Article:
The debate between proprietary or third-party software
Challenge: Which software use cases require proprietary software development?
In theory, building custom-built software specific to a business or organization’s industry and operations is a highly desirable solution. Proprietary software enables organizations to configure software to particular processes or needs while containing company and customer data. However, proprietary software requires significant technical, financial, and time investment, which may not be available to all organizations. On the other hand, third-party software vendors may take less time to implement but may not precisely align with business processes or demonstrate ROI.
Solution: Identify where software strengths and weaknesses exist.
Unless your business specializes specifically in software development, creating a custom-built solution may not be practical or even feasible. Pulling resources away from core business functions to develop proprietary software is costly. Software is never final; it requires constant updates to resolve bugs, customize new features, and refine operations. In addition, managing data security once the software is in place poses additional challenges, including physical space to store servers and proactive monitoring to eliminate threats. Except for large enterprises or specialized industries, building and maintaining propriety software is often challenging.
Instead, identify where software needs exist and explore third-party software vendors. Third-party vendors have a significant advantage for auxiliary business functions like eCommerce and workflow management. First, cloud computing is becoming more available, enabling organizations to perform business functions remotely. In addition, data and security are contained via cloud servers, alleviating IT departments of extraneous network and security responsibilities. Lastly, software vendors offer in-house specialists to manage, update, and maintain software products.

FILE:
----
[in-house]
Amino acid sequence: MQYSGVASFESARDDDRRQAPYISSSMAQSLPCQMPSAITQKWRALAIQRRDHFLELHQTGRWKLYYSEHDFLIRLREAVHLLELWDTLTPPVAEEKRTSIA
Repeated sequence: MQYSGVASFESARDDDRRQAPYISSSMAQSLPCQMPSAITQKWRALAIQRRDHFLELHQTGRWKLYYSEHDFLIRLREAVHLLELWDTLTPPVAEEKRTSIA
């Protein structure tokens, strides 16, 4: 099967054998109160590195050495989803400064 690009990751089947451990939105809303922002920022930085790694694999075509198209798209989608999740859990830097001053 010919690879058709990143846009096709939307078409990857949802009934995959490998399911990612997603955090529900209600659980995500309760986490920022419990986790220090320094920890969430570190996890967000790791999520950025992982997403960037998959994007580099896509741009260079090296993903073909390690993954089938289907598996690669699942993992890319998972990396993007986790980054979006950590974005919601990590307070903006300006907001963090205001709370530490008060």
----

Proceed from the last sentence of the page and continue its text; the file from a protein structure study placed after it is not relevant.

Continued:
When choosing between proprietary or third-party software, it’s necessary to be realistic about your business’s strengths and weaknesses to strategically invest in technology initiatives aligned with core business functions.
Gain a competitive edge with digital transformation
Digital transformation is occurring in practically every industry and every business function. Developing a strategic path to digital transformation can help minimize technology growing pains, produce ROI more quickly, and streamline operations to unlock new efficiencies and cost savings.
Want to more learn ways you can leverage digital transformation to improve business performance? Connect with us to learn how CS-STRATEGIES can support your digital transformation strategy.